Variable name: incidence variables. [20]

Figure 2.3: Number of crimes (grouped) over time

Note: The dashed line indicates a break in the survey methodology, moving to a rolling reference period, increased sample size and continuous fieldwork ( section 1.1).

2.5 Police recorded crime statistics

In this section the estimates of crime as measured by the SCJS 2010/11 are examined in the context of police recorded crime from 2010/11.

2.5.1 Police recorded crime and comparisons with SCJS

When comparing crime estimates from the SCJS and crime recorded by the police (section 2.5.2) the following differences need to be kept in mind:

  • Reference periods for police recorded crime (2010/11) and the SCJS (2010/11): SCJS 2010/11 estimates are based on interviews carried out between 01 April 2010 and 31 March 2011 and incidents experienced by respondents in the 12 months before their interview. The centre-point of the period for reporting crime is March 2010 which is the only month to be included in all respondents' reference periods. Averaging over the moving reference period of the SCJS generates estimates that are most closely comparable with police recorded crime figures for the 12 months to the end of September 2010 (about 6 months behind the 2010/11 recorded crime figures reported here). The police recorded crime statistics relate to crime recorded by the police in the financial year 2010/11;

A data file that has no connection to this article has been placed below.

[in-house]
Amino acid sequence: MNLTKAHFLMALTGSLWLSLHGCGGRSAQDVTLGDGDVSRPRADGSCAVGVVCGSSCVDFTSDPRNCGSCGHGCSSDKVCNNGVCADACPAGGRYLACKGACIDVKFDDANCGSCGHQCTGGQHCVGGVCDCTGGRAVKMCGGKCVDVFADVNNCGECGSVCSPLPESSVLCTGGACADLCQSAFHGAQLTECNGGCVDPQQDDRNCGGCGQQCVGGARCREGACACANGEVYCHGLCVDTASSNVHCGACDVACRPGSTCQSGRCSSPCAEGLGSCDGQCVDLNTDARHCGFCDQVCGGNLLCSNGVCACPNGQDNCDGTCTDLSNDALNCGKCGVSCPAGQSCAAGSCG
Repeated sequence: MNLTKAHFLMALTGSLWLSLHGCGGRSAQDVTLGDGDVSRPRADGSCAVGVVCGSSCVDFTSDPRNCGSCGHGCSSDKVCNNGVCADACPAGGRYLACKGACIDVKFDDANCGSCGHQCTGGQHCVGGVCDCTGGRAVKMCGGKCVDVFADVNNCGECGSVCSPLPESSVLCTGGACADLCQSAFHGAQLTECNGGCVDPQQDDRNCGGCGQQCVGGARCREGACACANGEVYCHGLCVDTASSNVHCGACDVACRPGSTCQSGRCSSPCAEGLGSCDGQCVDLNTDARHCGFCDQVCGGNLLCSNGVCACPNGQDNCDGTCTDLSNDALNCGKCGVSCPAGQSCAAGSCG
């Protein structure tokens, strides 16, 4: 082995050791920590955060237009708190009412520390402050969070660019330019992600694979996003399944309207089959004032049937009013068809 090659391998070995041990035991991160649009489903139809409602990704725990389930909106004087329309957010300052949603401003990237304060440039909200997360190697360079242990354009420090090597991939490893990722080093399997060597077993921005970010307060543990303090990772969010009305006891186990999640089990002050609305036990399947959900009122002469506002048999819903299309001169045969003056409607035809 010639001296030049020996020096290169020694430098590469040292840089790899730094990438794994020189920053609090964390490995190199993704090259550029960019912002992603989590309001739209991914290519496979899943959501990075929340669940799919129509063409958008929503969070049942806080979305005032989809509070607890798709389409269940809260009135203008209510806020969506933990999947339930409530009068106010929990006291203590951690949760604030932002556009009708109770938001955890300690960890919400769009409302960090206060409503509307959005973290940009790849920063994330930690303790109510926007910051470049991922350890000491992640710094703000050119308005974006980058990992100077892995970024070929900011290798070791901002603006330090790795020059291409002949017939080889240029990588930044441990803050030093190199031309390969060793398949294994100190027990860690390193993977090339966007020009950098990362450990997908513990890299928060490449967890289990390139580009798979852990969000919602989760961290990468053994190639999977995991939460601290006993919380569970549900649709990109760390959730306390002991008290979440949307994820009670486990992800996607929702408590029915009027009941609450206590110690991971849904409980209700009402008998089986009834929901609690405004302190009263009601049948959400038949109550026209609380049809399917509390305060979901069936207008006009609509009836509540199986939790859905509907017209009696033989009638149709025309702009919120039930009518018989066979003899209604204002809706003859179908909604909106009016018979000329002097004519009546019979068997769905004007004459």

• Reporting rates and how crimes against business and people aged 15 or younger are reported: A set of crimes from police recorded crime were selected which best match the categories in the SCJS comparable subset. The count for the comparable police recorded crime includes crimes committed against businesses and under 16 year olds, both of which were excluded from SCJS measures of crime. Previously, the comparable police recorded crime was adjusted to remove the estimated number of crimes committed against businesses and against victims under 16 years olds using work carried out by Strathclyde Police in 2002. In the SCJS 2008/09, 2009/10 and 2010/11 this adjustment was not carried out, which is consistent with practice on the BCS, and due to the lack of an available source that was up-to-date and nationally representative;
  • Police recording practice. Details of the Scottish Police Recording Standard are available from the policies section of the Association of Chief Police Officers Scotland ( ACPOS) website: http://www.acpos.police.uk/Policies.html.

The statistical bulletin for police recorded crime in Scotland for 2010/11 is available from the Scottish Government website: http://www.scotland.gov.uk/Publications/2011/09/02120241/0.

A subset of all SCJS crime can be compared with police recorded crime statistics. This comparable subset includes vandalism, acquisitive crime and violent crime. [21] 64% of crime estimated by the SCJS was classed as comparable with police recorded crime statistics.

2.5.2 Comparisons with police recorded crime statistics 2010/11

The SCJS 2010/11 estimated that there were 556,274 crimes in the comparable subset. In 2010/11, the police recorded 183,117 crimes in the comparable subset of crime ( section 2.5).